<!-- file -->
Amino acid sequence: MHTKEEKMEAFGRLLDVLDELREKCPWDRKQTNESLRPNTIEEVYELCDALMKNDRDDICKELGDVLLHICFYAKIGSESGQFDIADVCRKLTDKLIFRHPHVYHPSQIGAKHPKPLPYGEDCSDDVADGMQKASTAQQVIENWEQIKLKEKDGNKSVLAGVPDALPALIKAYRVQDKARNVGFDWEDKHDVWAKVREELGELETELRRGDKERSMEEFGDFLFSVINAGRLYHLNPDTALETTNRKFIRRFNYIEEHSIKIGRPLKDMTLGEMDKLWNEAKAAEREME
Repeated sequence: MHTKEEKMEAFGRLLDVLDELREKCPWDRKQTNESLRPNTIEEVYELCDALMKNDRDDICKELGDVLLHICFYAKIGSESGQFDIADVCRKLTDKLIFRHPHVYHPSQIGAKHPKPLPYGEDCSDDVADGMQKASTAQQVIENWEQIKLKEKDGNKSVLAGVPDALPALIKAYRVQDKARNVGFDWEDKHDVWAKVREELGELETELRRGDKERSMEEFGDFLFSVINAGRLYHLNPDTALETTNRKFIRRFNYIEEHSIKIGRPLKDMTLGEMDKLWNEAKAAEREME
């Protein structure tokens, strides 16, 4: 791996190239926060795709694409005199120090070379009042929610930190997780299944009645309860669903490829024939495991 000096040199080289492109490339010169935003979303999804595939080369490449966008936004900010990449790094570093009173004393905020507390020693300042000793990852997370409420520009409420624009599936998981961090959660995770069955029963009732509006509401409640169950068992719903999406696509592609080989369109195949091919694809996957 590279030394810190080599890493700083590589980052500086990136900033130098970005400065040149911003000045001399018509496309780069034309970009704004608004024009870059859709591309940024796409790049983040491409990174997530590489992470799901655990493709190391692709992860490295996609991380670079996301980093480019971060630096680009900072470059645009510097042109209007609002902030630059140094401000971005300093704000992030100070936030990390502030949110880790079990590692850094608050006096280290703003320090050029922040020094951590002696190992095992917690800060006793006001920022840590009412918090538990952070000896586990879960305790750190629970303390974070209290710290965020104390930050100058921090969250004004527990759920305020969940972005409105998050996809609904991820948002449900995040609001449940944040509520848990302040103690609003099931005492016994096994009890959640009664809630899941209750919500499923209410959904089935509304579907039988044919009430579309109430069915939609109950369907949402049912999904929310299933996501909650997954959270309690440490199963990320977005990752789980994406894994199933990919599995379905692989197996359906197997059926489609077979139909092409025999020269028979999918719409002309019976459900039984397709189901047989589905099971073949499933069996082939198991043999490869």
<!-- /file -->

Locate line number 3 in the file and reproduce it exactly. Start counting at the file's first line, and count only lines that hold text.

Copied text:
């Protein structure tokens, strides 16, 4: 791996190239926060795709694409005199120090070379009042929610930190997780299944009645309860669903490829024939495991 000096040199080289492109490339010169935003979303999804595939080369490449966008936004900010990449790094570093009173004393905020507390020693300042000793990852997370409420520009409420624009599936998981961090959660995770069955029963009732509006509401409640169950068992719903999406696509592609080989369109195949091919694809996957 590279030394810190080599890493700083590589980052500086990136900033130098970005400065040149911003000045001399018509496309780069034309970009704004608004024009870059859709591309940024796409790049983040491409990174997530590489992470799901655990493709190391692709992860490295996609991380670079996301980093480019971060630096680009900072470059645009510097042109209007609002902030630059140094401000971005300093704000992030100070936030990390502030949110880790079990590692850094608050006096280290703003320090050029922040020094951590002696190992095992917690800060006793006001920022840590009412918090538990952070000896586990879960305790750190629970303390974070209290710290965020104390930050100058921090969250004004527990759920305020969940972005409105998050996809609904991820948002449900995040609001449940944040509520848990302040103690609003099931005492016994096994009890959640009664809630899941209750919500499923209410959904089935509304579907039988044919009430579309109430069915939609109950369907949402049912999904929310299933996501909650997954959270309690440490199963990320977005990752789980994406894994199933990919599995379905692989197996359906197997059926489609077979139909092409025999020269028979999918719409002309019976459900039984397709189901047989589905099971073949499933069996082939198991043999490869």